In Technology Spectator today I write about how Australia is risking repeating the mistakes the colonies made with railway gauges on much more grand scale with telecommunications technologies.
With talk of re scoping the National Broadband Network project, despite being four years into a ten year undertaking, it’s important to understand just how foolish this would be an what a mess it will create.
To illustrate this, I’ve gone for a walk along a Sydney street on the Lower North Shore. This suburb is less than 5km from the city’s central business district.
The box at the end of the street
At the end of this typical suburban street is a big green box. This box is important as it contains the connections to the local telephone network and will house the distribution equipment for a fibre network regardless of how it’s installed.
Interestingly, just the presence of this box indicates there is already fibre in the neighbourhood, one aspect in the NBN debate that’s overlooked is that optical fibre is standard for telco backhaul and distribution networks.
The only reason fibre hasn’t already been rolled out to homes and businesses is the sunk cost of the copper cables. When it’s necessary to replace an entire copper system as in New York after Hurricane Sandy or in South Brisbane after the local phone exchange was sold, then fibre is what telcos will install as its cheaper to maintain.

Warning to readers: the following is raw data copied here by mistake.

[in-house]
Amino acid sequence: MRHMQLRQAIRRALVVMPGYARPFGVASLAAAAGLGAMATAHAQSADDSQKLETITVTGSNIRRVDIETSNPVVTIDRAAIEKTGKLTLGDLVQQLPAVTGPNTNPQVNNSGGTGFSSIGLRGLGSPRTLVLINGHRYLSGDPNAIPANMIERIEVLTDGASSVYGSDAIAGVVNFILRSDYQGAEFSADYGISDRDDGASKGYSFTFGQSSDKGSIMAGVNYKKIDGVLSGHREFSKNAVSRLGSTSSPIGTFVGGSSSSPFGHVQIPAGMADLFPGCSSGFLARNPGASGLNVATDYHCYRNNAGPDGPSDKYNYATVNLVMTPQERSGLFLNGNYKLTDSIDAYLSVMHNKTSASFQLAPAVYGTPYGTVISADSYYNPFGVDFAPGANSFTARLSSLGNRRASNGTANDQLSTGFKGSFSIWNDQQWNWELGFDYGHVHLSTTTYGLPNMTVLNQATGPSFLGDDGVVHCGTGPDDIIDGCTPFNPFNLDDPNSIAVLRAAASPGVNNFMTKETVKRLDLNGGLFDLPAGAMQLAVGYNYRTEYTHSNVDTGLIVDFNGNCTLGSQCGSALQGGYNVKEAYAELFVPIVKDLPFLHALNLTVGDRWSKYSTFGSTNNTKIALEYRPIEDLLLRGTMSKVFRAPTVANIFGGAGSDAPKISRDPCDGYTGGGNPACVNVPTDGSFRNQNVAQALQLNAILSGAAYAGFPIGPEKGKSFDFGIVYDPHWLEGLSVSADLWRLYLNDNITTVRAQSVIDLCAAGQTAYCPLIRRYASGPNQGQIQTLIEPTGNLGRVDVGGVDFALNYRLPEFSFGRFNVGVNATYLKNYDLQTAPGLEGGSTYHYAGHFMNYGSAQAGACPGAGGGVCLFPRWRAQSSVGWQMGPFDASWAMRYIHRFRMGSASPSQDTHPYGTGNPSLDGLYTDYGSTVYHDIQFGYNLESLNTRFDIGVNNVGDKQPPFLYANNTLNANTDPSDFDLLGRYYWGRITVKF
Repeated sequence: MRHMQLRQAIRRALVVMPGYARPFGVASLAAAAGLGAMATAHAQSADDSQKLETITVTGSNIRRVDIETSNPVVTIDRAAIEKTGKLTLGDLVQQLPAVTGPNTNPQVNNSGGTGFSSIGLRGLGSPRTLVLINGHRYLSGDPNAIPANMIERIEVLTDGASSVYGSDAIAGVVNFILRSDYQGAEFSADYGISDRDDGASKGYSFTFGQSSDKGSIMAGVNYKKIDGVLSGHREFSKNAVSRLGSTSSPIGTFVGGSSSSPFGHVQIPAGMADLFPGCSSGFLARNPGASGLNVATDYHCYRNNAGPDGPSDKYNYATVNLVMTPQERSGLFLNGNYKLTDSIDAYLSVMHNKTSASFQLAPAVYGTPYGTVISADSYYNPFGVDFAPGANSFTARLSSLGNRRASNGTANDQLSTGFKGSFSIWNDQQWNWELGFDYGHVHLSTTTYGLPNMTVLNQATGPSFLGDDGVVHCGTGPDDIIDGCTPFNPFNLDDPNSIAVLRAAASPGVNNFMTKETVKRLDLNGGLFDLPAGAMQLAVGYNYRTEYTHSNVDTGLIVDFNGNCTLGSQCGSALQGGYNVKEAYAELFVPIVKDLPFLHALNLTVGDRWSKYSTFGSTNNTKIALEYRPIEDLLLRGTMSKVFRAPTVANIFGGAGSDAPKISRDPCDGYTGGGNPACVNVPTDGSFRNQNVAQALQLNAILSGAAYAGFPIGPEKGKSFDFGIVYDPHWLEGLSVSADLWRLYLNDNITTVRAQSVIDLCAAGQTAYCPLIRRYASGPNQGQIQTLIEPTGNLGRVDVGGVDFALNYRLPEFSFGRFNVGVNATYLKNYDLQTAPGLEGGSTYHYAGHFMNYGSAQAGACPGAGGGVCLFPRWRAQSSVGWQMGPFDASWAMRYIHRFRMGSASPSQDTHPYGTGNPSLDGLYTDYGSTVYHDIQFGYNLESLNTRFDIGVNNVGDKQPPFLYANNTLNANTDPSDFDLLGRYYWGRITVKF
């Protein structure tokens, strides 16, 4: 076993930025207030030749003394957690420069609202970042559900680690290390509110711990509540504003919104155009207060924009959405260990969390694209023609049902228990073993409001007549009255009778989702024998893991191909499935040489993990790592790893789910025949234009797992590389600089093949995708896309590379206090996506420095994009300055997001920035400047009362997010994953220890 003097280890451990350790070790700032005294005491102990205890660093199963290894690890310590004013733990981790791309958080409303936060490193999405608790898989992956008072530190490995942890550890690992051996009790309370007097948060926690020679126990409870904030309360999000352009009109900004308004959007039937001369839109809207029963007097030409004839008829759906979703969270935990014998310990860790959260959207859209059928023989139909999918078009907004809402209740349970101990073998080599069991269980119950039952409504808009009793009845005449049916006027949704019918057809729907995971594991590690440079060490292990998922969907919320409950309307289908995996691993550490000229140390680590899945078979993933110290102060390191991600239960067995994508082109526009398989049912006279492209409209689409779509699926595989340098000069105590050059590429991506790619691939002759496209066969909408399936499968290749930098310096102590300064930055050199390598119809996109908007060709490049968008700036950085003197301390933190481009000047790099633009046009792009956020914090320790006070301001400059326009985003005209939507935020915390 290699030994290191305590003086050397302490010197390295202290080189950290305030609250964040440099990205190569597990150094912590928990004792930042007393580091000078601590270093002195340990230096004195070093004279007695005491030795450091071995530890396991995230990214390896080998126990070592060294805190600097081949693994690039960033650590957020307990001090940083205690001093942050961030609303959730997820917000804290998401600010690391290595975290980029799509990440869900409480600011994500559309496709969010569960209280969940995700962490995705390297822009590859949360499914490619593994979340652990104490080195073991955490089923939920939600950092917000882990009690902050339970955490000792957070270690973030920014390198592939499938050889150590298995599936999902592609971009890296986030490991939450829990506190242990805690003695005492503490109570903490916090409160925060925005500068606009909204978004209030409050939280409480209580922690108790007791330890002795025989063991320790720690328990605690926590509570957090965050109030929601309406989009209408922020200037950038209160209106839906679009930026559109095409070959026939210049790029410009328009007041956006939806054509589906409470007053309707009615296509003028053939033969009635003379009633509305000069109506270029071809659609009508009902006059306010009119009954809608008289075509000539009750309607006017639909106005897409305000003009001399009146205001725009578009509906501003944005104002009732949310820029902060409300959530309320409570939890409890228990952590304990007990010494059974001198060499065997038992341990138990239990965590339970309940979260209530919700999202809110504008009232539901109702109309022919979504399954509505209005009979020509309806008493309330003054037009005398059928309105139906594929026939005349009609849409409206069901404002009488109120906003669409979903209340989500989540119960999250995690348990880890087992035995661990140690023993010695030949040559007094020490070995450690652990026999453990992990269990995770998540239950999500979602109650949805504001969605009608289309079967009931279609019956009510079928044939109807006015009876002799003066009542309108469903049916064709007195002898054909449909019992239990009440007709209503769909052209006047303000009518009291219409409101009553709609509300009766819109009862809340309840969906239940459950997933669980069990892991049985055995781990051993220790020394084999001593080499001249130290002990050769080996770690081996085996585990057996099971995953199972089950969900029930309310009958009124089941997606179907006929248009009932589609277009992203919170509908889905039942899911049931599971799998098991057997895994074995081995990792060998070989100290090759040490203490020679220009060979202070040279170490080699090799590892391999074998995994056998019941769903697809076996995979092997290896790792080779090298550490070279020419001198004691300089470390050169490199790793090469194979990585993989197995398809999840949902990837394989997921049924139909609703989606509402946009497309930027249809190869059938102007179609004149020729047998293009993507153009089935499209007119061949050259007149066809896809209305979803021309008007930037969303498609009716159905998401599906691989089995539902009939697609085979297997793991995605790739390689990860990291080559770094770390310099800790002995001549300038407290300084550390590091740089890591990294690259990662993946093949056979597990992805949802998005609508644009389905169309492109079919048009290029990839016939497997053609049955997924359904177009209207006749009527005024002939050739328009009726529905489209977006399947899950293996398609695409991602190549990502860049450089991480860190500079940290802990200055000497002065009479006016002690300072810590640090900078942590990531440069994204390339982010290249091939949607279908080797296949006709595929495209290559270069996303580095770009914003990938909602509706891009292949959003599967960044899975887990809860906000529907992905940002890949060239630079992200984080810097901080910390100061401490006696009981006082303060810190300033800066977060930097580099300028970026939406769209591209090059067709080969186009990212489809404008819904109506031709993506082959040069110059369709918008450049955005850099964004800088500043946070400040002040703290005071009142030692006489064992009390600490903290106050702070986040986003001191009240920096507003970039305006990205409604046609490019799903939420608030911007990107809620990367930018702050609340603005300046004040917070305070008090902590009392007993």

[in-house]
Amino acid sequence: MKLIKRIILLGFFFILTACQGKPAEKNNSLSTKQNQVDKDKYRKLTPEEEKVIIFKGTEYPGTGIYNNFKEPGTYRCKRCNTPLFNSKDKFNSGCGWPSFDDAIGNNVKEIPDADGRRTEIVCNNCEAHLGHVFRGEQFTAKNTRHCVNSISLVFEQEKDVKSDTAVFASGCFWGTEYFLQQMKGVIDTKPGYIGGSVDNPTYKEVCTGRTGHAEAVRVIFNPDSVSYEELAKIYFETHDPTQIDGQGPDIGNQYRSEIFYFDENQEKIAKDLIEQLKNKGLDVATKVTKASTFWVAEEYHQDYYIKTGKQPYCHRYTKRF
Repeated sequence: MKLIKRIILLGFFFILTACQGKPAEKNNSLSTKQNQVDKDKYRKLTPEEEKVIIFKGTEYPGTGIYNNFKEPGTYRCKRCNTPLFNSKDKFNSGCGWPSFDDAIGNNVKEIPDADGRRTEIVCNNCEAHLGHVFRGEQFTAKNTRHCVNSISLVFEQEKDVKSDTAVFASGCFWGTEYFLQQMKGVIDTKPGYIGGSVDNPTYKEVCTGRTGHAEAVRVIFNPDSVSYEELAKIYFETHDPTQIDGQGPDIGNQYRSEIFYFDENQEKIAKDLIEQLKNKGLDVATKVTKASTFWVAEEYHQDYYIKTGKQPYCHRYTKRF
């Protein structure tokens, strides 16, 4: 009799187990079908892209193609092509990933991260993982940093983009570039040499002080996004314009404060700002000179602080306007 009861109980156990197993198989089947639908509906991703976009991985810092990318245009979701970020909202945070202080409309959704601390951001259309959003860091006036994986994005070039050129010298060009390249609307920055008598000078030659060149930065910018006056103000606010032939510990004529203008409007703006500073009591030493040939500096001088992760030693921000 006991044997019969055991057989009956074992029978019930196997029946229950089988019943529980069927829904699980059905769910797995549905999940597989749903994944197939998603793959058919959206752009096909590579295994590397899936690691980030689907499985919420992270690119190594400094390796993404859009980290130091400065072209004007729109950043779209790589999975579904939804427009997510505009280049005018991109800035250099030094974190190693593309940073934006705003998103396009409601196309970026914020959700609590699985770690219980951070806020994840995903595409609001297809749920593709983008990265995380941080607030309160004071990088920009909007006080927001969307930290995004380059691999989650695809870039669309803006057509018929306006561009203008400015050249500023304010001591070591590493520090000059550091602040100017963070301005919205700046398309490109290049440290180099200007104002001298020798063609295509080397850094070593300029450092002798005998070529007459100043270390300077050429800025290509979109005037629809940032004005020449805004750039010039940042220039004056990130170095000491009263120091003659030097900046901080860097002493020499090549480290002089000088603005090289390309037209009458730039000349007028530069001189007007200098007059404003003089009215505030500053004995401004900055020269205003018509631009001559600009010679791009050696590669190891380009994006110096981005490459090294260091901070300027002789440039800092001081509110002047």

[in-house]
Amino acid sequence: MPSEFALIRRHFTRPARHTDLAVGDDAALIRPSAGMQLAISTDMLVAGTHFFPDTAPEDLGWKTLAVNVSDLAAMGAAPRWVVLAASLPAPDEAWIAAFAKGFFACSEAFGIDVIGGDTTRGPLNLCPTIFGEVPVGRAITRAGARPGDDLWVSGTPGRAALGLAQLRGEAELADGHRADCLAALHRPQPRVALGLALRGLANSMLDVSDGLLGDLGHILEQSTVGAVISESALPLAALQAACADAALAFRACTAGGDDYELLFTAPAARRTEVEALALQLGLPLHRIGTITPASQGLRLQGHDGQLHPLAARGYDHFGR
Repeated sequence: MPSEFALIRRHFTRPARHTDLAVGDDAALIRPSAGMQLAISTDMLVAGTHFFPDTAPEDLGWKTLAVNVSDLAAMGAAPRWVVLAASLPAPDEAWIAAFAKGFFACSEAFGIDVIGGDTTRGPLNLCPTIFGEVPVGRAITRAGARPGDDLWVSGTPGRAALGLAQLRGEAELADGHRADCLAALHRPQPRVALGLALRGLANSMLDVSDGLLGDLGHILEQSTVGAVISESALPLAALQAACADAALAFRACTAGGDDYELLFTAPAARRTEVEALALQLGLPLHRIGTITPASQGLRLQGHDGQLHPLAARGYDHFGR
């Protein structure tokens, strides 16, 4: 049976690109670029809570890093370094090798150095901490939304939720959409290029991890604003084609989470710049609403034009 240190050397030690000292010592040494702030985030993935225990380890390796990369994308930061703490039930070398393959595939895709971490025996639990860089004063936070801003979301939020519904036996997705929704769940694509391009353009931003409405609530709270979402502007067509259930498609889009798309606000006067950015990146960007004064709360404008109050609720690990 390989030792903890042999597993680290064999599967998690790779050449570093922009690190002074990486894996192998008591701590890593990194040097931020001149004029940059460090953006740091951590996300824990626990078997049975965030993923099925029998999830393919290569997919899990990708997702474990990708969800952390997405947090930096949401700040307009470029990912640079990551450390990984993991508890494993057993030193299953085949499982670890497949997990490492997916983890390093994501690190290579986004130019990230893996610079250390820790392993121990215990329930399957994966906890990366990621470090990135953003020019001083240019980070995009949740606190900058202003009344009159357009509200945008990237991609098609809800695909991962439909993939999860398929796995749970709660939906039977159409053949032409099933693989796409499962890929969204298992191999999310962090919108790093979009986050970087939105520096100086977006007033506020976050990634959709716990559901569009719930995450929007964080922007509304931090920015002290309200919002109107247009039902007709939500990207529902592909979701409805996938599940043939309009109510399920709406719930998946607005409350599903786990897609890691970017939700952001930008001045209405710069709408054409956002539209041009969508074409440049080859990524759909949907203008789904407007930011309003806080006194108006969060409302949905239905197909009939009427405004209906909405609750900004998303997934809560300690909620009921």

Plain old telephone lines
Walking down the street we find the first example are those who are going to be stuck with the old copper network under a fibre to the node solution.
What’s notable about that pole is its shocking state – in itself it illustrates just how Australia’s telecommunications networks have been allowed to run down with the underinvestment of the last twenty years.
There’s a very chance the householders connected to those phone lines won’t be able to sustain a reliable ADSL or FTTN connection because of the state of the wires.
Remember, this pole isn’t in some remote part of rural Australia, should you be brave enough to climb it you’d have a wonderful view of the Sydney Harbour Bridge, North Sydney and the city. Its state illustrates that underinvestment is just as much a problem in the suburbs as it is in the bush.
Using the Pay-TV network
One the alternatives being touted is using the Pay TV network cables – know as Hybre Fiber Coaxial, or HFC – to carry the broadband signal.
Here’s an example of the Foxtel installations and the poor work quality stands out immediately. The connection on the left is notable for its rain catching properties which doesn’t bode well for what’s happening to the coax cables in the duct lurking beneath the footpath.
As an aside, the sort of poor quality workmanship found in the cable rollout is another risk to the NBN as it appears NBNCo is repeating Foxtel’s mistake of screwing the installation contractors into the ground on their rates. The result is really low quality work which won’t stand the test of time.
Making HFC even less useful is the fact that most Australian properties can’t connect to it.
In one of the best of examples of the drooling incompetence of Australia’s political ‘elite’, the 1990s Keating government managed to engineer a situation where the two cable companies rolled out their networks to the same places – 30% of the country got two networks while the rest received nothing.
The real problem though with the HFC network is that most Australians who can get it haven’t bothered – take up rates in the areas cable is available struggle to hit 50%. So an Abbot government would actually have to pay to connect households to a service they’ve never wanted.